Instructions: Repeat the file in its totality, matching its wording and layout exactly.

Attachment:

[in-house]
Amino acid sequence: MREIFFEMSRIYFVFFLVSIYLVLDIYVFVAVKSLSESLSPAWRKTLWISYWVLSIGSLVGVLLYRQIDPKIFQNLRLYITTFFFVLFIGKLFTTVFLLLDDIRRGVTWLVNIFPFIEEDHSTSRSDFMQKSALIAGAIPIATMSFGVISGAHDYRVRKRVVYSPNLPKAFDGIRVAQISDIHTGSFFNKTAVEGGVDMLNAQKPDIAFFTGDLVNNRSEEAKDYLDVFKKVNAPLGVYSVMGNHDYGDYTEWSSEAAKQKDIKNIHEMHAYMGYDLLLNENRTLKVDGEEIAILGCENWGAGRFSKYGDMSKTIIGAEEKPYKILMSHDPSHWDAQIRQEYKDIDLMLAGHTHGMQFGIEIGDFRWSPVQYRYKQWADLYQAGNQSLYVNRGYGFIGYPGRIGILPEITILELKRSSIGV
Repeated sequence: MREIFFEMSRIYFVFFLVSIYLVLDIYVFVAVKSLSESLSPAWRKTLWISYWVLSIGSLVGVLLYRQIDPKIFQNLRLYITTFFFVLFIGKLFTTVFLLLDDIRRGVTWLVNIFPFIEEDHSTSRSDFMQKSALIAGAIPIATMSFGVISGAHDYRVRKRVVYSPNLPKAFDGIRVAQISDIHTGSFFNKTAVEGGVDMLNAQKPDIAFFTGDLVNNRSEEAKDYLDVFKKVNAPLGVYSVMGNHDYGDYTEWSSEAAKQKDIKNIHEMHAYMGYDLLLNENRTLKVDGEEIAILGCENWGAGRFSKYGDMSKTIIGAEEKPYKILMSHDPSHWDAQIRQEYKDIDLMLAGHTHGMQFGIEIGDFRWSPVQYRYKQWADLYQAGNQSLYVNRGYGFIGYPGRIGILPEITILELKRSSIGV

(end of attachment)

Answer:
[in-house]
Amino acid sequence: MREIFFEMSRIYFVFFLVSIYLVLDIYVFVAVKSLSESLSPAWRKTLWISYWVLSIGSLVGVLLYRQIDPKIFQNLRLYITTFFFVLFIGKLFTTVFLLLDDIRRGVTWLVNIFPFIEEDHSTSRSDFMQKSALIAGAIPIATMSFGVISGAHDYRVRKRVVYSPNLPKAFDGIRVAQISDIHTGSFFNKTAVEGGVDMLNAQKPDIAFFTGDLVNNRSEEAKDYLDVFKKVNAPLGVYSVMGNHDYGDYTEWSSEAAKQKDIKNIHEMHAYMGYDLLLNENRTLKVDGEEIAILGCENWGAGRFSKYGDMSKTIIGAEEKPYKILMSHDPSHWDAQIRQEYKDIDLMLAGHTHGMQFGIEIGDFRWSPVQYRYKQWADLYQAGNQSLYVNRGYGFIGYPGRIGILPEITILELKRSSIGV
Repeated sequence: MREIFFEMSRIYFVFFLVSIYLVLDIYVFVAVKSLSESLSPAWRKTLWISYWVLSIGSLVGVLLYRQIDPKIFQNLRLYITTFFFVLFIGKLFTTVFLLLDDIRRGVTWLVNIFPFIEEDHSTSRSDFMQKSALIAGAIPIATMSFGVISGAHDYRVRKRVVYSPNLPKAFDGIRVAQISDIHTGSFFNKTAVEGGVDMLNAQKPDIAFFTGDLVNNRSEEAKDYLDVFKKVNAPLGVYSVMGNHDYGDYTEWSSEAAKQKDIKNIHEMHAYMGYDLLLNENRTLKVDGEEIAILGCENWGAGRFSKYGDMSKTIIGAEEKPYKILMSHDPSHWDAQIRQEYKDIDLMLAGHTHGMQFGIEIGDFRWSPVQYRYKQWADLYQAGNQSLYVNRGYGFIGYPGRIGILPEITILELKRSSIGV